The federal Occupational Health and Safety Administration recently published some guidance for best ventilation practices to combat the spread of coronavirus. OSHA has rules governing ventilation for certain activities, such as sandblasting or working in a paint room. This marks the first time the agency touched on ventilation for all workplaces.
These are only recommendations, not rules. Businesses are not required to upgrade their ventilation systems. They could create the basis for some conversations HVAC contractors have with their commercial clients going forward. The guidance specifically states that employers should work with an HVAC professional to consider steps to optimize building ventilation.
“An HVAC professional can ensure that the ventilation system is operating as intended,” the recommendation states.
OSHA recommends employers install MERV-13 filters. It also recommends using caution when removing these filters by following the recommendations from ASHRAE. This includes wearing N95 respirators, eye protection (safety glasses, goggles, or face shields), and disposable gloves. OSHA also recommends that employers consider using portable high-efficiency particulate air (HEPA) fan/filtration systems to increase clean air, especially in higher-risk areas.
Recommendations to increase outdoor air intake are somewhat mixed. OSHA recommends that employers open windows or other sources of fresh air where possible. At the same time it warns that employers should be sure exhaust air is not pulled back into the building from those open windows or the HVAC air intakes.
Lack of Leadership
All these are recommendations right now. Will they become requirements? In order for that to happen, OSHA would first need an actual director. OSHA is overseen by the assistant secretary of labor for OSHA. The position was never filled during the Trump administration as the president’s candidates failed to get through the nomination process. Deputy Labor Secretary Loren Sweatt has been overseeing the agency since 2017. OSHA falls under Sweatt’s office, but she wasn’t supposed to run the day-to-day operations.
Lacking leadership within the agency, Congress has proposed a number of bills concerning ventilation practices, said Pete Chaney, the director of safety and health at Mechanical Contractors Association of America (MCAA). In addition, states have created their own standards to prevent virus spread that include ventilation requirements.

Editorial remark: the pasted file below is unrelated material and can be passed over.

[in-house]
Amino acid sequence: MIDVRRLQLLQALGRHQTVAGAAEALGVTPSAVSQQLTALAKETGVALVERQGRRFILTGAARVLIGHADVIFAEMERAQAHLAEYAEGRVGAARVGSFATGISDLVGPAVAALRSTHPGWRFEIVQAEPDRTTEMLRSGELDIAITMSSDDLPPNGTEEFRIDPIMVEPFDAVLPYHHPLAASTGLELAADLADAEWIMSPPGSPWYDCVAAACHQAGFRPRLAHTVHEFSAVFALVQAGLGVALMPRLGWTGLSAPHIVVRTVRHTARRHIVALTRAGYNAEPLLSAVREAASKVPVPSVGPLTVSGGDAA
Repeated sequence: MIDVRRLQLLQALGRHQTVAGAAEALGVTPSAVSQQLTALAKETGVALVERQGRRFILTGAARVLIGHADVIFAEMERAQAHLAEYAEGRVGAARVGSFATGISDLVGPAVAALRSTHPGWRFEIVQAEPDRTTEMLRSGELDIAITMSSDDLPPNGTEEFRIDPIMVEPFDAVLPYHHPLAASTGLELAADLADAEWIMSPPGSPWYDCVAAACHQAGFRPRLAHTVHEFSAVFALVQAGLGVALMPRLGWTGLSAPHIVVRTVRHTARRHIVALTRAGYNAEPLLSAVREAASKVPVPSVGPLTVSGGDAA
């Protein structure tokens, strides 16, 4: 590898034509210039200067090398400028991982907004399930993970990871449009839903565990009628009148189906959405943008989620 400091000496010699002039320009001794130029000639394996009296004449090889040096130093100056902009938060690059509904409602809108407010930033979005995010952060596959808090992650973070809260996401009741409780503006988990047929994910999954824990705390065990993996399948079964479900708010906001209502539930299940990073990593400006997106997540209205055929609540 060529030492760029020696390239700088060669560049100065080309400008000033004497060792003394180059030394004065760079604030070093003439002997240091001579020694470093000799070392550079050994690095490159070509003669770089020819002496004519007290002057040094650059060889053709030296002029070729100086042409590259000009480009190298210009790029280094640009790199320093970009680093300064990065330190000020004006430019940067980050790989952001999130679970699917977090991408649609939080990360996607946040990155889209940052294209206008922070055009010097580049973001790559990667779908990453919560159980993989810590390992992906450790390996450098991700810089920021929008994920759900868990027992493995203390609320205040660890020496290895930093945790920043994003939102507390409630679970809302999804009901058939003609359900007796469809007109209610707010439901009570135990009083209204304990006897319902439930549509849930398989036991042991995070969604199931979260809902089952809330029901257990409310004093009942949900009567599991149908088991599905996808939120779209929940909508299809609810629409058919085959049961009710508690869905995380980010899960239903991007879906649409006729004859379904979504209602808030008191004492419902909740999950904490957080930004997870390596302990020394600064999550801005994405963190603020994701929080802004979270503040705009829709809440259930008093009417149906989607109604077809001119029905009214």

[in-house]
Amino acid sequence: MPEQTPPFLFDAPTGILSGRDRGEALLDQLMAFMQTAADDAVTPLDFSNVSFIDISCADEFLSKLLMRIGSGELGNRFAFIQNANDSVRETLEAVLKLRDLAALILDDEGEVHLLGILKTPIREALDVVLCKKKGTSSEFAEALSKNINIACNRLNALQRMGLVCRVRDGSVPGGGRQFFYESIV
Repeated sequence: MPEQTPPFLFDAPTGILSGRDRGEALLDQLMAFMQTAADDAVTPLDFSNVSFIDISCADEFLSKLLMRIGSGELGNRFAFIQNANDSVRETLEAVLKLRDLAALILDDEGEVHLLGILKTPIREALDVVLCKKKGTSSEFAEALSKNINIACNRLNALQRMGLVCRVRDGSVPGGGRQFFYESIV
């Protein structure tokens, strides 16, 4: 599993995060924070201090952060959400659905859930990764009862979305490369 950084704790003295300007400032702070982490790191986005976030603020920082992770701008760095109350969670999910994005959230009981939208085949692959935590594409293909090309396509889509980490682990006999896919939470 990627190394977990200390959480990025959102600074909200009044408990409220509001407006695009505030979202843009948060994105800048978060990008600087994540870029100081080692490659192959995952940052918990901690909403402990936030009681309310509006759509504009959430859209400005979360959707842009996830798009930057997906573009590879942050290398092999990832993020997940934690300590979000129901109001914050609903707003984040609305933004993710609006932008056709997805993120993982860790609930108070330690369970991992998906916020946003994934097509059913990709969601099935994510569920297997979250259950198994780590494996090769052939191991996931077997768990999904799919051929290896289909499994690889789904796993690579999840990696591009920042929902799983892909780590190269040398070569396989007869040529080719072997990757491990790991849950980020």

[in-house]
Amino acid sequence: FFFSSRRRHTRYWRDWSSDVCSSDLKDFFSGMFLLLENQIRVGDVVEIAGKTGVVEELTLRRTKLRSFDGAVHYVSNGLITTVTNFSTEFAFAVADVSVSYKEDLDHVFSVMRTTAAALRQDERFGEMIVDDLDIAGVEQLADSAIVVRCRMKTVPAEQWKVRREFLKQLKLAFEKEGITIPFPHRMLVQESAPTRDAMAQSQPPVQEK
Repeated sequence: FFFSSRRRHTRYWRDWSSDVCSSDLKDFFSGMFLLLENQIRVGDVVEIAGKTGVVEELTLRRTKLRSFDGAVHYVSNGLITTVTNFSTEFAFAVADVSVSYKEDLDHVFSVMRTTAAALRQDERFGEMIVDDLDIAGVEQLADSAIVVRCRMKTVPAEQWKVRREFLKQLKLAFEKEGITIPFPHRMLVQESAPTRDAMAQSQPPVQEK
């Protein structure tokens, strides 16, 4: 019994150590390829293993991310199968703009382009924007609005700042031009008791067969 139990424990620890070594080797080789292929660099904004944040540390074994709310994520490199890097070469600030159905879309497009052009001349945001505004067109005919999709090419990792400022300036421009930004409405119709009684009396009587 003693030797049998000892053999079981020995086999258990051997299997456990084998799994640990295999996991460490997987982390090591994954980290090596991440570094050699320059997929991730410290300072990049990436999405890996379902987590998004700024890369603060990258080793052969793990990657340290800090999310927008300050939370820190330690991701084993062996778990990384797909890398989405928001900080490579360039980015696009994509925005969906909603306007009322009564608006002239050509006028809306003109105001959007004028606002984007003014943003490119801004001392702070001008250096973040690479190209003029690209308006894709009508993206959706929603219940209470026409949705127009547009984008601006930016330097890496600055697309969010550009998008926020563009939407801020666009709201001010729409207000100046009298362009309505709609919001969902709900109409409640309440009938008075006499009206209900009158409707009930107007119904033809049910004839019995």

“I think OSHA felt compelled to do something,” Chaney said.
The state requirements are fairly vague. For example, Cal/OSHA (in California) requires that employers “maximize the quantity of outside air provided to the extent feasible.” They are also required to determine whether it is possible to increase filtration efficiency to the highest level compatible with the existing ventilation system. This means putting in MERV-13 filters when possible and considering the use of HEPA filters.
Could the federal OSHA create such standards for the entire country? That’s unlikely any time soon, even if a new administrator gets Senate approval in the next year, said Raymond Perez, an attorney with Jackson Lewis. Perez said it can take OSHA more than 10 years to finalize a standard.
“And that’s at the short end,” he said.
New Territory for Some
That’s why the agency prefers to work with existing rules and offer guidance. Still, the incoming administration did run on a campaign to better protect Americans from a pandemic. Perez said OSHA has traditionally taken the position it won’t hold employers responsible for spreading disease, such as the flu. That’s because it’s hard to determine exactly where people contracted it. The pandemic might change that thinking, although regulators will still need to take costs into consideration.
“How much responsibility are we really going to put on the employer when transmissions is unknown?” Perez said. “How much money and resources and time can they really commit to something where either the science isn’t clear and whether any steps you take would really cut down on the transmission or increase the safety of employees?”
There may be some industry-specific rules for facilities that have demonstrated a higher risk, Perez said, such as meat-packing plants. He said a national standard for ventilation could be preferable to a patchwork of state rules, such as are in place now.
In the meantime, Chaney said contractors are already fielding questions from their clients about these ventilation recommendations. He said that if a client insists on following these recommendations even when not required to do so, contractors will oblige them. It’s a conversation contractors have been prepared for even when no one was asking.
“The industry is all over it, but when you go outside the industry, people don’t pay much attention to ventilation, other than healthcare facilities,” Chaney said.